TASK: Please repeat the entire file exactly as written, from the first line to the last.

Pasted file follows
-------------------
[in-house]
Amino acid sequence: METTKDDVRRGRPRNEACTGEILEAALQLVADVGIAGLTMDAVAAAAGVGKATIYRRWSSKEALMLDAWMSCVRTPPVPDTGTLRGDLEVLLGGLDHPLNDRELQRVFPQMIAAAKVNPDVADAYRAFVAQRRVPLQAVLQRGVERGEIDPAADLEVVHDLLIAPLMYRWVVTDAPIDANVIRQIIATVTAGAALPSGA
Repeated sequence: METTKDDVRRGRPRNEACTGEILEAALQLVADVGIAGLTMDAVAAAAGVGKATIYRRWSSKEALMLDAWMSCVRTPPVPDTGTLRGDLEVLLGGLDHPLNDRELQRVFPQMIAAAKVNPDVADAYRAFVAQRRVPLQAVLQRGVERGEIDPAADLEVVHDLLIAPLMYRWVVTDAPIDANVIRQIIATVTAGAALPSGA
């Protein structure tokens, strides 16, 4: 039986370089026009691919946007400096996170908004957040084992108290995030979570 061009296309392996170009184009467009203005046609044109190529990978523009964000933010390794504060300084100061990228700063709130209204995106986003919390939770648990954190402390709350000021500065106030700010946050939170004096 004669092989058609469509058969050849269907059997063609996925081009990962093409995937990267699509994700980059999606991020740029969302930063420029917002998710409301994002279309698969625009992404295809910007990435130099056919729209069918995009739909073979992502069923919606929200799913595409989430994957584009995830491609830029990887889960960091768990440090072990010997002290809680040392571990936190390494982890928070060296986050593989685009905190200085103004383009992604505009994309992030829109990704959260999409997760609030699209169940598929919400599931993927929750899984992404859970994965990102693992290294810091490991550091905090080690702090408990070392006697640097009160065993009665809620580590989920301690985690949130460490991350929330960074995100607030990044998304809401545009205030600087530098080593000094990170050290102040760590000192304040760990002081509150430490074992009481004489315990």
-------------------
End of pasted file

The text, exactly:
[in-house]
Amino acid sequence: METTKDDVRRGRPRNEACTGEILEAALQLVADVGIAGLTMDAVAAAAGVGKATIYRRWSSKEALMLDAWMSCVRTPPVPDTGTLRGDLEVLLGGLDHPLNDRELQRVFPQMIAAAKVNPDVADAYRAFVAQRRVPLQAVLQRGVERGEIDPAADLEVVHDLLIAPLMYRWVVTDAPIDANVIRQIIATVTAGAALPSGA
Repeated sequence: METTKDDVRRGRPRNEACTGEILEAALQLVADVGIAGLTMDAVAAAAGVGKATIYRRWSSKEALMLDAWMSCVRTPPVPDTGTLRGDLEVLLGGLDHPLNDRELQRVFPQMIAAAKVNPDVADAYRAFVAQRRVPLQAVLQRGVERGEIDPAADLEVVHDLLIAPLMYRWVVTDAPIDANVIRQIIATVTAGAALPSGA
């Protein structure tokens, strides 16, 4: 039986370089026009691919946007400096996170908004957040084992108290995030979570 061009296309392996170009184009467009203005046609044109190529990978523009964000933010390794504060300084100061990228700063709130209204995106986003919390939770648990954190402390709350000021500065106030700010946050939170004096 004669092989058609469509058969050849269907059997063609996925081009990962093409995937990267699509994700980059999606991020740029969302930063420029917002998710409301994002279309698969625009992404295809910007990435130099056919729209069918995009739909073979992502069923919606929200799913595409989430994957584009995830491609830029990887889960960091768990440090072990010997002290809680040392571990936190390494982890928070060296986050593989685009905190200085103004383009992604505009994309992030829109990704959260999409997760609030699209169940598929919400599931993927929750899984992404859970994965990102693992290294810091490991550091905090080690702090408990070392006697640097009160065993009665809620580590989920301690985690949130460490991350929330960074995100607030990044998304809401545009205030600087530098080593000094990170050290102040760590000192304040760990002081509150430490074992009481004489315990």